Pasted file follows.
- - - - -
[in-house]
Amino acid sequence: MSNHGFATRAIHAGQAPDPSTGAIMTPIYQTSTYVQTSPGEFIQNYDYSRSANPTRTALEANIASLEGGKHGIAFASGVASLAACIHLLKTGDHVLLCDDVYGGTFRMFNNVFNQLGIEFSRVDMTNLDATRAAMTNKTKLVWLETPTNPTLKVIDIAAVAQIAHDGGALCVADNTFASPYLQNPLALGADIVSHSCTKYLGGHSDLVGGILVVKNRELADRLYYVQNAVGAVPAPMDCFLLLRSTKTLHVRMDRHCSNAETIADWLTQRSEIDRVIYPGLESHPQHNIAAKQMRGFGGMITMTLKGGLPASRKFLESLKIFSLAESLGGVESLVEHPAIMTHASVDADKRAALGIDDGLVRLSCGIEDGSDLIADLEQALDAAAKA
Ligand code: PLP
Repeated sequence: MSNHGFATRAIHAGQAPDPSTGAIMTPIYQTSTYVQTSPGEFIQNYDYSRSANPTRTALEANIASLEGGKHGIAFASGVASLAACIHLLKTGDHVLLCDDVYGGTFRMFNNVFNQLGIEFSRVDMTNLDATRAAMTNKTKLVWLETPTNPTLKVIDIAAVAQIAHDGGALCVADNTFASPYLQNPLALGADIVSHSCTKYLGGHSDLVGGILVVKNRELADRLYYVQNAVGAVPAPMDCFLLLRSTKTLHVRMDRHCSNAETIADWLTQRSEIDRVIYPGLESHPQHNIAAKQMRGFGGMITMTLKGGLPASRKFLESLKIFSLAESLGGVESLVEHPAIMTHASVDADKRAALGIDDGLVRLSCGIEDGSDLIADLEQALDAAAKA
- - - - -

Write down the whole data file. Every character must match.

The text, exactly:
[in-house]
Amino acid sequence: MSNHGFATRAIHAGQAPDPSTGAIMTPIYQTSTYVQTSPGEFIQNYDYSRSANPTRTALEANIASLEGGKHGIAFASGVASLAACIHLLKTGDHVLLCDDVYGGTFRMFNNVFNQLGIEFSRVDMTNLDATRAAMTNKTKLVWLETPTNPTLKVIDIAAVAQIAHDGGALCVADNTFASPYLQNPLALGADIVSHSCTKYLGGHSDLVGGILVVKNRELADRLYYVQNAVGAVPAPMDCFLLLRSTKTLHVRMDRHCSNAETIADWLTQRSEIDRVIYPGLESHPQHNIAAKQMRGFGGMITMTLKGGLPASRKFLESLKIFSLAESLGGVESLVEHPAIMTHASVDADKRAALGIDDGLVRLSCGIEDGSDLIADLEQALDAAAKA
Ligand code: PLP
Repeated sequence: MSNHGFATRAIHAGQAPDPSTGAIMTPIYQTSTYVQTSPGEFIQNYDYSRSANPTRTALEANIASLEGGKHGIAFASGVASLAACIHLLKTGDHVLLCDDVYGGTFRMFNNVFNQLGIEFSRVDMTNLDATRAAMTNKTKLVWLETPTNPTLKVIDIAAVAQIAHDGGALCVADNTFASPYLQNPLALGADIVSHSCTKYLGGHSDLVGGILVVKNRELADRLYYVQNAVGAVPAPMDCFLLLRSTKTLHVRMDRHCSNAETIADWLTQRSEIDRVIYPGLESHPQHNIAAKQMRGFGGMITMTLKGGLPASRKFLESLKIFSLAESLGGVESLVEHPAIMTHASVDADKRAALGIDDGLVRLSCGIEDGSDLIADLEQALDAAAKA